Life and death by death receptors

Division of Gastroenterology and Hepatology, Mayo Clinic College of Medicine, 200 First St. SW, Rochester, MN 55905, USA.
The FASEB Journal (Impact Factor: 5.48). 02/2009; 23(6):1625-37. DOI: 10.1096/fj.08-111005
Source: PubMed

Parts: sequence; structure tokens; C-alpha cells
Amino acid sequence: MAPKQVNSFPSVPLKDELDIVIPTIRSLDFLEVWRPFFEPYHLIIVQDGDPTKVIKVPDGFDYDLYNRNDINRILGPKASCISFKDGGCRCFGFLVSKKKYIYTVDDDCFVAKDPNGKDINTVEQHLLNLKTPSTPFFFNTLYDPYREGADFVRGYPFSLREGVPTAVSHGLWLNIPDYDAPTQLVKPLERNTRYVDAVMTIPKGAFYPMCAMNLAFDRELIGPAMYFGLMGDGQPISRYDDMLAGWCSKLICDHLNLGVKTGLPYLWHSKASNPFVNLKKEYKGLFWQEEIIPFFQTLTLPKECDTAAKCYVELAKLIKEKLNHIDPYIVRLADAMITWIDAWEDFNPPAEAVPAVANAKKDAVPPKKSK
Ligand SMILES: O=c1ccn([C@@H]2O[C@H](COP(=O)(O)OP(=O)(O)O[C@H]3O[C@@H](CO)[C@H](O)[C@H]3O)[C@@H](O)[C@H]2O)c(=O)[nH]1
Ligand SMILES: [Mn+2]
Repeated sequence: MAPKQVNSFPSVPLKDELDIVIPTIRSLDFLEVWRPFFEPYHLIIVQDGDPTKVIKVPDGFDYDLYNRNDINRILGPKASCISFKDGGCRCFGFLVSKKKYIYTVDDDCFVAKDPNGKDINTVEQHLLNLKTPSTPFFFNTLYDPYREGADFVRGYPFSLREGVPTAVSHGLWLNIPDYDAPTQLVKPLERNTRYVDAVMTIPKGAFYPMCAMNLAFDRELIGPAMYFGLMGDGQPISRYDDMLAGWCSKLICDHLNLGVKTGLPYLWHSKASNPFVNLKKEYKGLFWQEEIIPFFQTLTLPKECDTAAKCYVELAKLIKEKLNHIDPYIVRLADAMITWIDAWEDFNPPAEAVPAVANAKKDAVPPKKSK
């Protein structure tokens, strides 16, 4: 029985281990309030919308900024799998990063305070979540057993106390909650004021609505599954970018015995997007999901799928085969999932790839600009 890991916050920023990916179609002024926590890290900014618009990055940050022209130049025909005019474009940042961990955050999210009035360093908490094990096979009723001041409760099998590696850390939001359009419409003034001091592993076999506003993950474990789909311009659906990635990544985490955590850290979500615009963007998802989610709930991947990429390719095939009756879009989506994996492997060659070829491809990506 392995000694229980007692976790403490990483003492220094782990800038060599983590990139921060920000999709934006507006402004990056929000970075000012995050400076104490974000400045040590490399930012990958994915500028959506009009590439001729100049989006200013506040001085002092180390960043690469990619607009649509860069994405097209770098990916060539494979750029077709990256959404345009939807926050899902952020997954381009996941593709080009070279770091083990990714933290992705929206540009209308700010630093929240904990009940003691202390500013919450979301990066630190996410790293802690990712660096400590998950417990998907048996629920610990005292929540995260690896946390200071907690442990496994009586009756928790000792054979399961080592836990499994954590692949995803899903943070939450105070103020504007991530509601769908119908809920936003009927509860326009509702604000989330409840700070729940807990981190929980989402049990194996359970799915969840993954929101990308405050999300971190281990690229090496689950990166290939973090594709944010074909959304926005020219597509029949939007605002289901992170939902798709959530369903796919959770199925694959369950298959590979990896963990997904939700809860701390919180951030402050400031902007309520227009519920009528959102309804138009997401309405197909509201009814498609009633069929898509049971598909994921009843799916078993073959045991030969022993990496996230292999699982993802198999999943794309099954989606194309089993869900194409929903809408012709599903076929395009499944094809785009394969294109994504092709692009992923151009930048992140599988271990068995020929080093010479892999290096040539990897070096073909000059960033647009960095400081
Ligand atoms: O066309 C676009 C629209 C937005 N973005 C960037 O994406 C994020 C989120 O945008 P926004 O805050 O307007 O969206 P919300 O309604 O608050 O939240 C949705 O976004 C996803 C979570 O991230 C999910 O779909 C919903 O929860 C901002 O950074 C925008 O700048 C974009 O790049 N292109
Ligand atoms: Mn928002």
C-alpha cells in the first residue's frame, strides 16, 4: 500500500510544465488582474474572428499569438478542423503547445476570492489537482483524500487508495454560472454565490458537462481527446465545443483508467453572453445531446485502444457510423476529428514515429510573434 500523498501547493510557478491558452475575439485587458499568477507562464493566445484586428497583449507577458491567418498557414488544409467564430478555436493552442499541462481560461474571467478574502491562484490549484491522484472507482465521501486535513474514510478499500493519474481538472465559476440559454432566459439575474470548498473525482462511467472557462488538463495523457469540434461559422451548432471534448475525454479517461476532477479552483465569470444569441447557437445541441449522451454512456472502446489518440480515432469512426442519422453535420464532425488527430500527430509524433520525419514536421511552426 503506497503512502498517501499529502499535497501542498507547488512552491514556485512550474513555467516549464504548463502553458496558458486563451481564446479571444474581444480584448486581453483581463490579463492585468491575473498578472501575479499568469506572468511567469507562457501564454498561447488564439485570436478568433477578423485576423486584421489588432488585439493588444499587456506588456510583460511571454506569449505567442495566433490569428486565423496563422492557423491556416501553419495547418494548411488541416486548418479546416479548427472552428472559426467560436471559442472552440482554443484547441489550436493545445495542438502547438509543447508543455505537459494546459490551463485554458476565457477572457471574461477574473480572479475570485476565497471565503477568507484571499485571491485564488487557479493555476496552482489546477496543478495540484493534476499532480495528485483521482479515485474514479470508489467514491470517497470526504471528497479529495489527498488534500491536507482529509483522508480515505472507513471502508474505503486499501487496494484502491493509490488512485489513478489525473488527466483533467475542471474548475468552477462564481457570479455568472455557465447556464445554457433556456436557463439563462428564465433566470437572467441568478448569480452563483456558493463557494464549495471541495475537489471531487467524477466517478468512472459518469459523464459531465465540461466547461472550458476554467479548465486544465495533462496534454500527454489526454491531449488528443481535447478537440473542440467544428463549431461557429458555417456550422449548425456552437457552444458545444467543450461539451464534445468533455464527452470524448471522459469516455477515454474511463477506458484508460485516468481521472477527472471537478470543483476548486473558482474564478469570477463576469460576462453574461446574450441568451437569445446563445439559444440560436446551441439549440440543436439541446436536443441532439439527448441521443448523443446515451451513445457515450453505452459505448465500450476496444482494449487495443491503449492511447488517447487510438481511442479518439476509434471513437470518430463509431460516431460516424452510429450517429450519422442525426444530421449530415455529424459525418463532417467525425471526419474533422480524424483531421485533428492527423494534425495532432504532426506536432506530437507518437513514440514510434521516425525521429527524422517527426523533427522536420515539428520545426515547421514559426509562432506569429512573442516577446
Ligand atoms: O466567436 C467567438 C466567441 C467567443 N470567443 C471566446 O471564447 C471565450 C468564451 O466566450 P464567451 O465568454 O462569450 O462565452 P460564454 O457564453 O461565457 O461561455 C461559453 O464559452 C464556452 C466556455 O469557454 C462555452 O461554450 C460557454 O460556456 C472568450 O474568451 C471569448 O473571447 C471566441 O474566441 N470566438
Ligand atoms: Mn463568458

ABSTRACT Death receptors are members of the tumor necrosis factor receptor superfamily characterized by a cytoplasmic region known as the "death domain" that enables the receptors to initiate cytotoxic signals when engaged by cognate ligands. Binding to the ligand results in receptor aggregation and recruitment of adaptor proteins, which, in turn, initiates a proteolytic cascade by recruiting and activating initiator caspases 8 and 10. Death receptors were once thought to primarily induce cytotoxic signaling cascades. However, recent data indicate that they initiate multiple signaling pathways, unveiling a number of nonapoptosis-related functions, including regulation of cell proliferation and differentiation, chemokine production, inflammatory responses, and tumor-promoting activities. These noncytotoxic cascades are not simply a manifestation of inhibiting proapoptotic pathways but are intrinsically regulated by adaptor protein and receptor internalization processes. Insights into these various death receptor signaling pathways provide new therapeutic strategies targeting these receptors in pathophysiological processes.

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